There are over 250 species of Amegilla bees around the world. They are a group of native bee species that do not produce honey, but are very important pollinators of native plants and crops. This group of bees have a darting, hovering flight pattern.
The Amegilla bees are often commonly called banded bees, because of their characteristic striped abdomens, as well as having a golden-brown head.
This group of bees are not considered aggressive, but can sting in defence. Their sting is mild, compared to the honey bee.
Being solitary bees, they live independently and nest in burrows in the soil, soft sandstone, even old motor and mud bricks. The male bees are seen to rest overnight by clinging to plant stems.
The following photograph is thought to be of the Amegilla (Notomegilla) chlorocyanea, being the dominant species in the Talbot Road Bushland Conservation Area, although the similar looking Amegilla (Zonamegilla) murrayensis is also in the region.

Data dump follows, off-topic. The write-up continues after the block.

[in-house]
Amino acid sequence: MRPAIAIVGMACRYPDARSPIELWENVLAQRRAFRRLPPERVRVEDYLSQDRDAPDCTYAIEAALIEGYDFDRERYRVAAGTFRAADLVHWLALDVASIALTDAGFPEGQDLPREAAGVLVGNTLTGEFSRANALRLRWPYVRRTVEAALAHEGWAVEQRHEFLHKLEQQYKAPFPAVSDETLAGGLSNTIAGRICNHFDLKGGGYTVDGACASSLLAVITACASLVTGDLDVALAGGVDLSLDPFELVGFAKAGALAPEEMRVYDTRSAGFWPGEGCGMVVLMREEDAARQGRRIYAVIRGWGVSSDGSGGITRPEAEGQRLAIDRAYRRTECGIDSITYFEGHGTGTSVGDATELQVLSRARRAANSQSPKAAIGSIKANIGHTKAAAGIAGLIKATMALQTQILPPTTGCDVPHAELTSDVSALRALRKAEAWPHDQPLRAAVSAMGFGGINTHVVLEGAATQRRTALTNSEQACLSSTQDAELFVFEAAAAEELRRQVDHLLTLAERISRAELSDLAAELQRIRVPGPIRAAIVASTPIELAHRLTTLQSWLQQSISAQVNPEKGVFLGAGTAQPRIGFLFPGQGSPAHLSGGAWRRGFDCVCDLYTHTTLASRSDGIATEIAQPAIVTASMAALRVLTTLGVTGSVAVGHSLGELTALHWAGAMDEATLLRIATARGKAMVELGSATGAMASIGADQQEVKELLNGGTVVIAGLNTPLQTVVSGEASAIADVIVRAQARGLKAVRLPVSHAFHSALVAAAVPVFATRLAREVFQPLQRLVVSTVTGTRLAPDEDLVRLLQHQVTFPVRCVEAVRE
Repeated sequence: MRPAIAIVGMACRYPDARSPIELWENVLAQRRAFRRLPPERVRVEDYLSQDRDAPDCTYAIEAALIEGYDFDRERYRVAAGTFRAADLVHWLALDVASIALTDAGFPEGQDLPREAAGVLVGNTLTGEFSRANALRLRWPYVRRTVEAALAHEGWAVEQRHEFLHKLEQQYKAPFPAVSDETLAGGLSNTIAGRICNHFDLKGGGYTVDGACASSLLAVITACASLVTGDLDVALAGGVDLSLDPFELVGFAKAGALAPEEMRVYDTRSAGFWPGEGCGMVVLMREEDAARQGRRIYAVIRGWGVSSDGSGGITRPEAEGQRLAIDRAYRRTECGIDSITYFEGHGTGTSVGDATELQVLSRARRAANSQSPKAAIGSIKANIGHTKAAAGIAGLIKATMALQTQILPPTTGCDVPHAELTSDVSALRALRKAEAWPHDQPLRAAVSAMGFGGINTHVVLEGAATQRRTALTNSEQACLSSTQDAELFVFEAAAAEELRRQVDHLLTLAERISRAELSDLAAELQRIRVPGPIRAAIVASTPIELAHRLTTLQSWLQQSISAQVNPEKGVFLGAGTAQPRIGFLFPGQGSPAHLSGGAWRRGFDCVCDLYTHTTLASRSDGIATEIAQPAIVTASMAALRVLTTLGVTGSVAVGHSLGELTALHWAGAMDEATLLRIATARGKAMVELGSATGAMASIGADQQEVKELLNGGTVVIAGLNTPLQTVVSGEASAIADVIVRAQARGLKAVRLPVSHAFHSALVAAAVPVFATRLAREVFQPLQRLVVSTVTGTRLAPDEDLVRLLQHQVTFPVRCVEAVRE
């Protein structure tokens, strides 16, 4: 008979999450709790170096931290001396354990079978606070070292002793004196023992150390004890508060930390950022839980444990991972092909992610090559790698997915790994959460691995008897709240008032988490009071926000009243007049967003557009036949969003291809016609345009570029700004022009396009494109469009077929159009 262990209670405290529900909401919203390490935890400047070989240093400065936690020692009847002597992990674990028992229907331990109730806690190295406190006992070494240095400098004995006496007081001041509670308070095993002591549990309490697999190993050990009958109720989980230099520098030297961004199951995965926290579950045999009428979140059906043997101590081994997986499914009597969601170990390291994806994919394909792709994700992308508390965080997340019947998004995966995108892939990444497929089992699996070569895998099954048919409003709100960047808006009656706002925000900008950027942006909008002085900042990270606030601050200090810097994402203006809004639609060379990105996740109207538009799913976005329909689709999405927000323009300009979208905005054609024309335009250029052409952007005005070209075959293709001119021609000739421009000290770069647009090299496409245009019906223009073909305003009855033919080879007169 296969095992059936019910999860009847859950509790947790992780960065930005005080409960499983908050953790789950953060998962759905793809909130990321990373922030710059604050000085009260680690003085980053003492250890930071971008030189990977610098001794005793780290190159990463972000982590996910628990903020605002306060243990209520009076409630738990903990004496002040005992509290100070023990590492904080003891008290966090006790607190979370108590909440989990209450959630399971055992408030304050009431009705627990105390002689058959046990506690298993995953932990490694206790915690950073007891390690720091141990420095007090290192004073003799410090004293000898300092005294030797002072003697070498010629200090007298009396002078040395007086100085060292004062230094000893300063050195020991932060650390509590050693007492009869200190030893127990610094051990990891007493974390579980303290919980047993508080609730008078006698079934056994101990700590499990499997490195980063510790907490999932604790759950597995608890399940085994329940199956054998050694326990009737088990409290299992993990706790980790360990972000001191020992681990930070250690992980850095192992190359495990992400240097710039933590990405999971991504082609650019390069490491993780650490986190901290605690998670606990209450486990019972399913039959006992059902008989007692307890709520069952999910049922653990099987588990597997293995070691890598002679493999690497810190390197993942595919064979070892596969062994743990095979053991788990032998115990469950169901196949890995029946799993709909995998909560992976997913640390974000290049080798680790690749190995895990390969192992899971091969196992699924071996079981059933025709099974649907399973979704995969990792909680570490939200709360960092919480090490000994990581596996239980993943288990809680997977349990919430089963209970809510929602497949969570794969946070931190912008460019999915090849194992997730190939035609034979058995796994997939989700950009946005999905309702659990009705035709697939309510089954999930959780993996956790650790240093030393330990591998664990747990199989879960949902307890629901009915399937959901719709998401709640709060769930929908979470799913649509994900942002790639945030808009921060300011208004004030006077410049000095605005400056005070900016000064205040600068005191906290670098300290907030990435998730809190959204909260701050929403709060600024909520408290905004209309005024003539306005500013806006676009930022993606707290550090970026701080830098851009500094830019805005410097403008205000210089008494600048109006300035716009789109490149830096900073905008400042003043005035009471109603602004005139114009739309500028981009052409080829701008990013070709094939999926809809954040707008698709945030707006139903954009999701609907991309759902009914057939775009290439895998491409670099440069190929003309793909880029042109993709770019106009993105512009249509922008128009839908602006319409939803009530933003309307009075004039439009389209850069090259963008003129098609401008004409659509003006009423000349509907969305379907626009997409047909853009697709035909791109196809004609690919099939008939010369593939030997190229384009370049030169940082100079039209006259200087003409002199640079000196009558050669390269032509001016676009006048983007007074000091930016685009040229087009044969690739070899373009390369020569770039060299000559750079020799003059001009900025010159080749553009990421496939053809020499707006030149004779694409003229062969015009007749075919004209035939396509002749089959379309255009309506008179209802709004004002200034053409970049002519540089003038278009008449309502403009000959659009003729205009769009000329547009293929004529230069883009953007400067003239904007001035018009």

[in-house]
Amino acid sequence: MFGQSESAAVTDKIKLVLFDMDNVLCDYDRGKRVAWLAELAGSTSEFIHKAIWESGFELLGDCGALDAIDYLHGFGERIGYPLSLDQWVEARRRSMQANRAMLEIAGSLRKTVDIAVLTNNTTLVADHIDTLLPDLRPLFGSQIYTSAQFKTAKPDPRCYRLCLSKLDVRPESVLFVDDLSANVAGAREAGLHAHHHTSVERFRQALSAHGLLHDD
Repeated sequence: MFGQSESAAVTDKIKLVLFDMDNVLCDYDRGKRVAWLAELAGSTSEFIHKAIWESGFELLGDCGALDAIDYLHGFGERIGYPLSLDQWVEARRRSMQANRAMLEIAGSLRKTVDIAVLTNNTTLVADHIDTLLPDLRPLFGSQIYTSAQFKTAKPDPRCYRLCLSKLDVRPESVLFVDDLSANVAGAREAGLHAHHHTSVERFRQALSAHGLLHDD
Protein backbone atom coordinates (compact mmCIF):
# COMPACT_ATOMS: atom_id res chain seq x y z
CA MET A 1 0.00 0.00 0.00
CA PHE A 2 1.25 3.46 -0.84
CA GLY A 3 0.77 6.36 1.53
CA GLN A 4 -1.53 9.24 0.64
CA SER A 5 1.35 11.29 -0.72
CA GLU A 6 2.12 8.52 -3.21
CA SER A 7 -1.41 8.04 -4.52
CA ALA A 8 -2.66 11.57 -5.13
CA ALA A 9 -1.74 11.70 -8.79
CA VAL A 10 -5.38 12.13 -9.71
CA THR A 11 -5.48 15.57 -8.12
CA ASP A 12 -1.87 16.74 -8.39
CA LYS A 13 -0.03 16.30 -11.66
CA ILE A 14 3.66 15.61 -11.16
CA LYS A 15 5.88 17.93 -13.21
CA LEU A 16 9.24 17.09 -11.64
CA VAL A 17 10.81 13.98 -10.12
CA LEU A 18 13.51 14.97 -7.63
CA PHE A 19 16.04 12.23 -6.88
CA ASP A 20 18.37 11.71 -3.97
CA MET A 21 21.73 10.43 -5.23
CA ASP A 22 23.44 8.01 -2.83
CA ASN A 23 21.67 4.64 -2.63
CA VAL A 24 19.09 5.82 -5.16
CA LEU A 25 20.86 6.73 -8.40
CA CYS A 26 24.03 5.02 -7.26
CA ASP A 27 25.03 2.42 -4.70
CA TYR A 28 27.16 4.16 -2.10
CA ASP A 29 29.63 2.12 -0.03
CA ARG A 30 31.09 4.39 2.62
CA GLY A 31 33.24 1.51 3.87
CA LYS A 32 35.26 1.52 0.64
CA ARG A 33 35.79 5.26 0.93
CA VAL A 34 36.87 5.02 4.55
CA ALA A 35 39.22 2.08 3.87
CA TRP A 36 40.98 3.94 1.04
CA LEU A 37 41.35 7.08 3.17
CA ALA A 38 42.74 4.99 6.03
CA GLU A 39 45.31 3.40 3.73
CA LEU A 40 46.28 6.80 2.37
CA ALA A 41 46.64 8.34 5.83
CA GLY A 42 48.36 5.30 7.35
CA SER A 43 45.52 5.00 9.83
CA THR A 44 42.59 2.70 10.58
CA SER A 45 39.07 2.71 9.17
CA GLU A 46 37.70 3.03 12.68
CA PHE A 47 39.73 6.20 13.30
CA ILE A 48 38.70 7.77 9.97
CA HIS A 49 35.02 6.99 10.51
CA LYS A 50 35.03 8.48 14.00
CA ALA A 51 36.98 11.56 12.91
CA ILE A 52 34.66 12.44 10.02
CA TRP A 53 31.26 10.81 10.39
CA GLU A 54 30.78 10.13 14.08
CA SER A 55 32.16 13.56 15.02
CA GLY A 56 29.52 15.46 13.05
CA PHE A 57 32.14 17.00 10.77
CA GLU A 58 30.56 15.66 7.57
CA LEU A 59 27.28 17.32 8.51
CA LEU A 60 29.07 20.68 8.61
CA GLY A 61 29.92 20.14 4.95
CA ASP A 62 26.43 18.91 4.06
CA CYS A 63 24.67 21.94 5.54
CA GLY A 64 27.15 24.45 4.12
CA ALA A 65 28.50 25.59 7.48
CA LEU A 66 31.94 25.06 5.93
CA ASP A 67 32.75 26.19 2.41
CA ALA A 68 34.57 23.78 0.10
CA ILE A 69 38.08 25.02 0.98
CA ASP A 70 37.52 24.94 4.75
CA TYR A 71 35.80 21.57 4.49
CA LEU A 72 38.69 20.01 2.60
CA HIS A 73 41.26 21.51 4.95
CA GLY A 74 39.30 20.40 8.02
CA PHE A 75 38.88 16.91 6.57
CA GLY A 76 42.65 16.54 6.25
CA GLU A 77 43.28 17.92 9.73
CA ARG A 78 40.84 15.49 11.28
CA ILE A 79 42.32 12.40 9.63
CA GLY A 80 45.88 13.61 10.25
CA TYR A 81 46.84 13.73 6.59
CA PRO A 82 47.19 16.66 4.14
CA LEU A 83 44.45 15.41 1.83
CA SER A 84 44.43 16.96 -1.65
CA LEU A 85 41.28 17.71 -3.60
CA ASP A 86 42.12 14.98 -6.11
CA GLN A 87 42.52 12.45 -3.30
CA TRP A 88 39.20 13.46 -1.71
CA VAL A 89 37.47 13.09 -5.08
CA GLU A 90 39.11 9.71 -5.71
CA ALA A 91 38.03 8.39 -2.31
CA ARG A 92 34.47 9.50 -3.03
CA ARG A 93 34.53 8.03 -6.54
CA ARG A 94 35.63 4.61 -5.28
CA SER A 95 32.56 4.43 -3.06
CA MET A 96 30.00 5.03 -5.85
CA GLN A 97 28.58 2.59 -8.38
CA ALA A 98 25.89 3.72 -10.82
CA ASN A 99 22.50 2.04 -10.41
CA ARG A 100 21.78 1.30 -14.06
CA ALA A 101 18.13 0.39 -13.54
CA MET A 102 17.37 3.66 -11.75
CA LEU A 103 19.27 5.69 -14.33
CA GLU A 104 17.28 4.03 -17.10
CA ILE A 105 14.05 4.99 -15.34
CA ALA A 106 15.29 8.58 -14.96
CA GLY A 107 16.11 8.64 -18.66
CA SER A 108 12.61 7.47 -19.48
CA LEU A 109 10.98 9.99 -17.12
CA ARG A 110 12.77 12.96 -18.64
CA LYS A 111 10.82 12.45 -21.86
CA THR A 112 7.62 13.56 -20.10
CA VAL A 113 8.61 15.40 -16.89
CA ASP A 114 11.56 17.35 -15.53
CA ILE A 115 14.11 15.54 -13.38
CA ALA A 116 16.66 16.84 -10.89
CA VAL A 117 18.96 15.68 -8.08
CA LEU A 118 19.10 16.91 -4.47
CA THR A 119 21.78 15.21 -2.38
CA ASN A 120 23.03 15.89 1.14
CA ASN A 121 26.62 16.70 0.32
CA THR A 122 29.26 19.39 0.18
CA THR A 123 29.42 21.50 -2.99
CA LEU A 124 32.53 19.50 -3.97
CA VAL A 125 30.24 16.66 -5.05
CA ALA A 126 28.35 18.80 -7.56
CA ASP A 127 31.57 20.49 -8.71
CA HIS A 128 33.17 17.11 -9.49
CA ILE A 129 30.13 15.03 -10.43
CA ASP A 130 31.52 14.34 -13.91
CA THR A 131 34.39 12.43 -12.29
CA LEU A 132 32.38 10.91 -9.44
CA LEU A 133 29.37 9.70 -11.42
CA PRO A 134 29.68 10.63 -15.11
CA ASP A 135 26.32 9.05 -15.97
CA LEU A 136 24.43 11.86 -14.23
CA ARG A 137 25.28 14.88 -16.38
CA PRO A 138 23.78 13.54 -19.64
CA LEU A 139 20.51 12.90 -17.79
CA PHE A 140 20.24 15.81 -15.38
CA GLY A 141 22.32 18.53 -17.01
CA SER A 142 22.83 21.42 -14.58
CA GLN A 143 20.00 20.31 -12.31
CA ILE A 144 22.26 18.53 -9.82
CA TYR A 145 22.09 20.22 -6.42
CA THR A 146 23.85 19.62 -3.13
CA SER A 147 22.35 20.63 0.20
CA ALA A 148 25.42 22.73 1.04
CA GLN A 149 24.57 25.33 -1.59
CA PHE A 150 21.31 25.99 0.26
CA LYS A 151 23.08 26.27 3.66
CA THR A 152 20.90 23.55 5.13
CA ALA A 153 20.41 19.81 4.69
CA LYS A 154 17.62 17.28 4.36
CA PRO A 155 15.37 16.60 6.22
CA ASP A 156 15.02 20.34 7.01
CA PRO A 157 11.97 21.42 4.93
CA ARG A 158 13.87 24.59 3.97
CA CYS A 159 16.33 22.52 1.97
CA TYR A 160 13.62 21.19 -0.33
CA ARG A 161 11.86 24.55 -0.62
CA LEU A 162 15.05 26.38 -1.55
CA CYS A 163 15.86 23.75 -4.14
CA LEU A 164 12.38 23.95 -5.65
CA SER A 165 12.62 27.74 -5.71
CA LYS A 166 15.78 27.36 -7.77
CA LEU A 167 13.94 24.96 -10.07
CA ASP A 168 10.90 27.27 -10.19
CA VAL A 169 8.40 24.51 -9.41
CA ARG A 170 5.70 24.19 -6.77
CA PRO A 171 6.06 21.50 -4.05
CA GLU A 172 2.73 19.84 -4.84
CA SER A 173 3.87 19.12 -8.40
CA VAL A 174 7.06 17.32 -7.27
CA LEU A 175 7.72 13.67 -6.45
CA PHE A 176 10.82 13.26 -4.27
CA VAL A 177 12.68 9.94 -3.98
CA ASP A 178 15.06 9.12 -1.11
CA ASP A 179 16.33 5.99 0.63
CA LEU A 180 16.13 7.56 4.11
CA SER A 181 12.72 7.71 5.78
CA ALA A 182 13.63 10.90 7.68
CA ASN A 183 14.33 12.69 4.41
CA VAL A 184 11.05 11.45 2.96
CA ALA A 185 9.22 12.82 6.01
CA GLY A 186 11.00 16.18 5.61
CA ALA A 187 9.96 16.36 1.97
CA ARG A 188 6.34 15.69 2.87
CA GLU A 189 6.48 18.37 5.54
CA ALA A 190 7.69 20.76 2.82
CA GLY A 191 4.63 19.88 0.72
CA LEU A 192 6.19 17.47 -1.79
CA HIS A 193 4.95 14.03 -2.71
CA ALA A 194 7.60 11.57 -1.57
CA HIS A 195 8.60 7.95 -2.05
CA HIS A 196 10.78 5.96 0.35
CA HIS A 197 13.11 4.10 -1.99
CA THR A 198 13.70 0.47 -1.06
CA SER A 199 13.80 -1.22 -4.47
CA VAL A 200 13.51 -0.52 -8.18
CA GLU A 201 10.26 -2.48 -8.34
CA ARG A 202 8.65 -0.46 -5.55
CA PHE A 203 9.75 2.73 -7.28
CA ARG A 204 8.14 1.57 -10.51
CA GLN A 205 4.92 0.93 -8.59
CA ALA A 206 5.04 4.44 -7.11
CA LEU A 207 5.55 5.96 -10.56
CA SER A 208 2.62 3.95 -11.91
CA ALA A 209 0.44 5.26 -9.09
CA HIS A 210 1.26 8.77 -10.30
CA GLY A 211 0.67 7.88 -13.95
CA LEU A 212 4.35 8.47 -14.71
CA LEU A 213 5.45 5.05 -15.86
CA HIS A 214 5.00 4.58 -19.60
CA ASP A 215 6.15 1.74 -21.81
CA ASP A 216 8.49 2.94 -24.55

Pictured here is the species Amegilla chlorocyanea bee, commonly known as the Blue-banded Bee.
The Amegilla chlorocyanea bee seen on the Golden Everlasting (Xerochrysum bracteatum).
Check out some of our Blogging Bees… on Amegilla Bees by our bloggers:
- Gary Taylor
- Marc Newman
- Scientific classification
- Kingdom: Animalia
- Phylum: Arthropoda
- Class: Insecta
- Order: Hymenoptera
- Family: Apidae
- Tribe: Anthophorini
- Genus: Amegilla
- Species: over 250 species
Footnote & References
- Alice Springs Field Naturalists Club Newsletter, February 2021, http://alicefieldnaturalists.org.au/21_02.pdf
- Blue Banded Bees, Western Sydney University, https://www.bluebandedbees.org/
- Aussie Bee, Australian Native Bee Research Centre, https://www.aussiebee.com.au/anbrc.html
BeesBees Anatomy Bee Behaviour Blogging Bees… Amegilla Bee Apis mellifera Austroplebeia australis Austrothurgus rubricatus Ceylalictus perditellus Colletidae Euryglossinae Exoneura Homalictus Hyleoides bivulnerata Lasioglossum Lipotriches Megachile Meroglossa Stenotritidae Thyreus Xylocopa